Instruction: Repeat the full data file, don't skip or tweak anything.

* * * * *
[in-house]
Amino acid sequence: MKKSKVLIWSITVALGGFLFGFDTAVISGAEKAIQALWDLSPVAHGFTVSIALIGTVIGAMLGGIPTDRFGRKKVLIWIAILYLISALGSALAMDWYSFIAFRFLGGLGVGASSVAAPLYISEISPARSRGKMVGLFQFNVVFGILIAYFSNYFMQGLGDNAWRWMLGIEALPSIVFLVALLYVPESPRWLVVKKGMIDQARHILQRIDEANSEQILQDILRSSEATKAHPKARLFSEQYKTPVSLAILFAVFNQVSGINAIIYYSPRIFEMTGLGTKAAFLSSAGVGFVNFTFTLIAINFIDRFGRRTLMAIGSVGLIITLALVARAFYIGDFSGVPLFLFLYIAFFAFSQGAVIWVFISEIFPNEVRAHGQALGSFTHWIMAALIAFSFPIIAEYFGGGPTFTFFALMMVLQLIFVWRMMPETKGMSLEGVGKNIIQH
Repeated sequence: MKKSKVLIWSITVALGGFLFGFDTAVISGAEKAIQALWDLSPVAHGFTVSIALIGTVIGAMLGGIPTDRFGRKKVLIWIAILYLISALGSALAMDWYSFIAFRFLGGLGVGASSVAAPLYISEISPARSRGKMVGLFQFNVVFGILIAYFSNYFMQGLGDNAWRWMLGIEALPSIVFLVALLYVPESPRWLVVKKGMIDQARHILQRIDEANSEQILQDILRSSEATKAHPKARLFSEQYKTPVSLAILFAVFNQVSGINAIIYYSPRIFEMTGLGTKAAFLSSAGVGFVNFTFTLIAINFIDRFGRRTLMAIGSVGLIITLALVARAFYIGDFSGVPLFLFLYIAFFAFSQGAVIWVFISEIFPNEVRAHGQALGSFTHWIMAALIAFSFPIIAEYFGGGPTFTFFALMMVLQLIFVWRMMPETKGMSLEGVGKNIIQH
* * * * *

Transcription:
[in-house]
Amino acid sequence: MKKSKVLIWSITVALGGFLFGFDTAVISGAEKAIQALWDLSPVAHGFTVSIALIGTVIGAMLGGIPTDRFGRKKVLIWIAILYLISALGSALAMDWYSFIAFRFLGGLGVGASSVAAPLYISEISPARSRGKMVGLFQFNVVFGILIAYFSNYFMQGLGDNAWRWMLGIEALPSIVFLVALLYVPESPRWLVVKKGMIDQARHILQRIDEANSEQILQDILRSSEATKAHPKARLFSEQYKTPVSLAILFAVFNQVSGINAIIYYSPRIFEMTGLGTKAAFLSSAGVGFVNFTFTLIAINFIDRFGRRTLMAIGSVGLIITLALVARAFYIGDFSGVPLFLFLYIAFFAFSQGAVIWVFISEIFPNEVRAHGQALGSFTHWIMAALIAFSFPIIAEYFGGGPTFTFFALMMVLQLIFVWRMMPETKGMSLEGVGKNIIQH
Repeated sequence: MKKSKVLIWSITVALGGFLFGFDTAVISGAEKAIQALWDLSPVAHGFTVSIALIGTVIGAMLGGIPTDRFGRKKVLIWIAILYLISALGSALAMDWYSFIAFRFLGGLGVGASSVAAPLYISEISPARSRGKMVGLFQFNVVFGILIAYFSNYFMQGLGDNAWRWMLGIEALPSIVFLVALLYVPESPRWLVVKKGMIDQARHILQRIDEANSEQILQDILRSSEATKAHPKARLFSEQYKTPVSLAILFAVFNQVSGINAIIYYSPRIFEMTGLGTKAAFLSSAGVGFVNFTFTLIAINFIDRFGRRTLMAIGSVGLIITLALVARAFYIGDFSGVPLFLFLYIAFFAFSQGAVIWVFISEIFPNEVRAHGQALGSFTHWIMAALIAFSFPIIAEYFGGGPTFTFFALMMVLQLIFVWRMMPETKGMSLEGVGKNIIQH